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2. Jupyter’s file browser

After starting a Jupyter session you are presented with Jupyter’s file browser view, which is the default tab in Jupyter’s user interface. This view shows you files on the machine running your Jupyter session (here, the cluster), not your local machine. This behaves much like a desktop file browser application:

  • Click on a directory to browse into it.
  • Click on a text file (e.g. a R or Python script) to view/edit it in your browser. You’ll notice that Jupyter’s text editor understands different programming languages and will use colour to make key syntactic elements easier to identify.
  • Click on a Notebook (.ipynb filename suffix) to open it in a new browser tab.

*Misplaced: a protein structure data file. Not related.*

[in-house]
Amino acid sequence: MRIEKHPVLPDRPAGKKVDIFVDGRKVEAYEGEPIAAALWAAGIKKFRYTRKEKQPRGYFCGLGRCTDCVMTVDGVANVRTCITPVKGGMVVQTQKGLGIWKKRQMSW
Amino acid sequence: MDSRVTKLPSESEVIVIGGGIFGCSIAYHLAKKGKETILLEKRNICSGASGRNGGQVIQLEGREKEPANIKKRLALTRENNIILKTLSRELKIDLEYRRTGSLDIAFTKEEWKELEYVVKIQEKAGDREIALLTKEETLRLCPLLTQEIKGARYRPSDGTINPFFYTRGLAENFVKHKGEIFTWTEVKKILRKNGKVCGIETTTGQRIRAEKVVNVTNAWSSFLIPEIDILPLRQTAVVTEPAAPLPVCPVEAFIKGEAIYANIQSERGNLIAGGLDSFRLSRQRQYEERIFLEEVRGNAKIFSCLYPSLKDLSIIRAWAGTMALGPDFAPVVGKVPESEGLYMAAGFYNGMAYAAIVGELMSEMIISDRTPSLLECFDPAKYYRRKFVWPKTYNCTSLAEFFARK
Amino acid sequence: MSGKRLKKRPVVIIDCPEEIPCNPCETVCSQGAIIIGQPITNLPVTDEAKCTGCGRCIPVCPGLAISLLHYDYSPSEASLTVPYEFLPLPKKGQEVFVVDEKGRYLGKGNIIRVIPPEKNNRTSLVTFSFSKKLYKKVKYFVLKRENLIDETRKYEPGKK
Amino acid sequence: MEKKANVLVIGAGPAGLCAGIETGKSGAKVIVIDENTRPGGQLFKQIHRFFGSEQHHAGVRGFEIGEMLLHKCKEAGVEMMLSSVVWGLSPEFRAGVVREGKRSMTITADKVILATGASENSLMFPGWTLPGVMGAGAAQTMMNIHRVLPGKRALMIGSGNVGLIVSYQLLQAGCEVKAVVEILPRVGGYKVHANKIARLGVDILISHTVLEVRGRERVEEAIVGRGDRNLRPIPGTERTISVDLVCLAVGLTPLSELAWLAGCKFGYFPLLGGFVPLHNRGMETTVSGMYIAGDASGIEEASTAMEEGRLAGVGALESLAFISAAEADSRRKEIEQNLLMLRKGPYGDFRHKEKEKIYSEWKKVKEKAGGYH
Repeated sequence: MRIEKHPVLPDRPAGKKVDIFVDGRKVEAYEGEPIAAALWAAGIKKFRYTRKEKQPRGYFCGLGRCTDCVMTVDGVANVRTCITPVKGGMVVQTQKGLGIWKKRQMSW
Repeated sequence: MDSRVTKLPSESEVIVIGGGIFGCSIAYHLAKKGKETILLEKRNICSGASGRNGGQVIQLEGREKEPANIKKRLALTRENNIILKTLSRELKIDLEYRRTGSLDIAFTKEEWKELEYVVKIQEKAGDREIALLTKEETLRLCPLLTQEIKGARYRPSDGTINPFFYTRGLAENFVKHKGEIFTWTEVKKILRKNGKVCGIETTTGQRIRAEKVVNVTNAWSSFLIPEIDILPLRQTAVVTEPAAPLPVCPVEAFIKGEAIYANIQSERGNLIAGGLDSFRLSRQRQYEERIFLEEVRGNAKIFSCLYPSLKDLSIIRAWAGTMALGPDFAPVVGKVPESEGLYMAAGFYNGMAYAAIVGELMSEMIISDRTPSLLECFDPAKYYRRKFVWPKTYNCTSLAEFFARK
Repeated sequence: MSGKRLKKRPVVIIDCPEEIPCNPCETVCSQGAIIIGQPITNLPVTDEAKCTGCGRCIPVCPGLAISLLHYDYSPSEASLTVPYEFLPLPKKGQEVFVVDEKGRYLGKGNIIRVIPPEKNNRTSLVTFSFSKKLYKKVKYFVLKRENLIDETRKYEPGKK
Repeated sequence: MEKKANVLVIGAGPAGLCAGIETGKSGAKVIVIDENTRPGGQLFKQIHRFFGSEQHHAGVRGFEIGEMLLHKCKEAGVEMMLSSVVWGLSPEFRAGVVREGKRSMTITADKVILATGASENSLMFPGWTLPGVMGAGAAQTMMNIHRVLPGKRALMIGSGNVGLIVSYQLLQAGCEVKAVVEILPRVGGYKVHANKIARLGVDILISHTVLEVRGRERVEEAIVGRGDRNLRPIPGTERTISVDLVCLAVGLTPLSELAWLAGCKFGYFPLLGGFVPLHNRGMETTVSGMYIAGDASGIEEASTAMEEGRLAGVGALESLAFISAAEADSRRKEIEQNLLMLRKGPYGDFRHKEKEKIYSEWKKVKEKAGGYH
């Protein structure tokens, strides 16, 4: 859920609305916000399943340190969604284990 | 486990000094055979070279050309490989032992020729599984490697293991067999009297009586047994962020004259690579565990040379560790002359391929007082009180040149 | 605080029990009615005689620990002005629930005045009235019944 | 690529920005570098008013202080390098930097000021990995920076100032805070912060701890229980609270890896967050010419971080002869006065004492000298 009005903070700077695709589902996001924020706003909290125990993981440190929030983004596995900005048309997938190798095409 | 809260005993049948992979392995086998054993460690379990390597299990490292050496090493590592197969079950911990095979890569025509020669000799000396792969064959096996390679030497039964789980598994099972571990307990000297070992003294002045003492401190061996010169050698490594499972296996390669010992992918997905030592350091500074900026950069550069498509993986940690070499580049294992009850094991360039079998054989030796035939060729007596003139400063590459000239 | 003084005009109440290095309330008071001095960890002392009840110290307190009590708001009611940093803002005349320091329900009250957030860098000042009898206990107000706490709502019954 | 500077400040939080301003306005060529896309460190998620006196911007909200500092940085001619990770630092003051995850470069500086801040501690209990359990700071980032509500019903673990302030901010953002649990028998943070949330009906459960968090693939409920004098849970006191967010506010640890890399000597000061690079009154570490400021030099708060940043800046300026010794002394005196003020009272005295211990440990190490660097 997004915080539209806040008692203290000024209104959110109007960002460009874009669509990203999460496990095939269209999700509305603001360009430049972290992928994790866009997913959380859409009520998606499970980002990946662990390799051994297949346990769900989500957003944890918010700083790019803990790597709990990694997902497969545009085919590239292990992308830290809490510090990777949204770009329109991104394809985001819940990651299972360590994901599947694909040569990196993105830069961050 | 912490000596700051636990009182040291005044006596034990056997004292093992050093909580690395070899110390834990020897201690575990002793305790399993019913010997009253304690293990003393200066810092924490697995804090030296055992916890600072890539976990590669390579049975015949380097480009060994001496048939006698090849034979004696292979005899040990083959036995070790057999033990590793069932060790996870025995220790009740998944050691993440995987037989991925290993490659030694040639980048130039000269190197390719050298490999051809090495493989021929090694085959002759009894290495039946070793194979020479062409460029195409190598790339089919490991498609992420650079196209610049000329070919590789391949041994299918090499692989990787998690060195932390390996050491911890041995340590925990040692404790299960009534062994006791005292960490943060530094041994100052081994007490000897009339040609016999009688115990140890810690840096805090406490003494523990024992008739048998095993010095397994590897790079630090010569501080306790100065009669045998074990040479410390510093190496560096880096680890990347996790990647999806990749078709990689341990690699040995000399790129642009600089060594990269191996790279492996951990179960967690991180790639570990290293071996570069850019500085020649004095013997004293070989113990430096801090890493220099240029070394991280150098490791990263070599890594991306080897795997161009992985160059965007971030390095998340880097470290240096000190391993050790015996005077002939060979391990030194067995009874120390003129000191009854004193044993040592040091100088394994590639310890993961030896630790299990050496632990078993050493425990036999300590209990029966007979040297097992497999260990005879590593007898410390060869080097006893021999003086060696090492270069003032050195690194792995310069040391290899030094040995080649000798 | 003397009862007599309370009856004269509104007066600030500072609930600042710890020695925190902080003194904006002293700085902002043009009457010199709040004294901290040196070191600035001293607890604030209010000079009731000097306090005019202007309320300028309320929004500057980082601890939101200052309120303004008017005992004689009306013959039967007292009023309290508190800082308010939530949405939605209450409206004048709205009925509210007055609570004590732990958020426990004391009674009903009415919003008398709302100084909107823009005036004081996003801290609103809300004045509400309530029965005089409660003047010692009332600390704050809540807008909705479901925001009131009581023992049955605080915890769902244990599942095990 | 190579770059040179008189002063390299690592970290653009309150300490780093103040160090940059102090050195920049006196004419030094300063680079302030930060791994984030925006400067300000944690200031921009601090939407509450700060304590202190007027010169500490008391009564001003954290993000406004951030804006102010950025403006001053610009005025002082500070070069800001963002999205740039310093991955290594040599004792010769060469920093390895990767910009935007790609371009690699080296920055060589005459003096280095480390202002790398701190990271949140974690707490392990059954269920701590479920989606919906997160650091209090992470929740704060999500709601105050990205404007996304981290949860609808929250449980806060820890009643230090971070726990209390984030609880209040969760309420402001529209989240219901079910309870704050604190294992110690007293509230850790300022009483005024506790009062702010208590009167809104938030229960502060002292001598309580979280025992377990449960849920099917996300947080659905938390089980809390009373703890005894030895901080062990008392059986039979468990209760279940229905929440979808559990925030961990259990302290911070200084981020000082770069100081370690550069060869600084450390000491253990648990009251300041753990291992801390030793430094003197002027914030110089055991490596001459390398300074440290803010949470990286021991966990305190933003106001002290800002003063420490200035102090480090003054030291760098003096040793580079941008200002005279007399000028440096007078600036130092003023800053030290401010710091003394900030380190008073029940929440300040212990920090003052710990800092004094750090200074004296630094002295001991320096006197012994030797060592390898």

• Rename, delete or move files/folders by checking the relevant tick-boxes to the left of each item of interest then click the appropriate option above.
  • The drop-down menu at the top of the column of check-boxes allows you to filter to view just Notebooks, all Notebooks that are currently running, all files or all folders.


Certain directories are may not be accessible via this interface:

  • /home/username
  • /data/username
  • /shared/volname

This set of directories are automounted i.e. made available to the user on demand but you cannot express that demand via this interface. If you browse into /data and it is empty or does not contain your personal subdirectory then you need to briefly open a Jupyter terminal and run:

ls /data/username

then that directory should subsequently be visible/accessible in this file browser.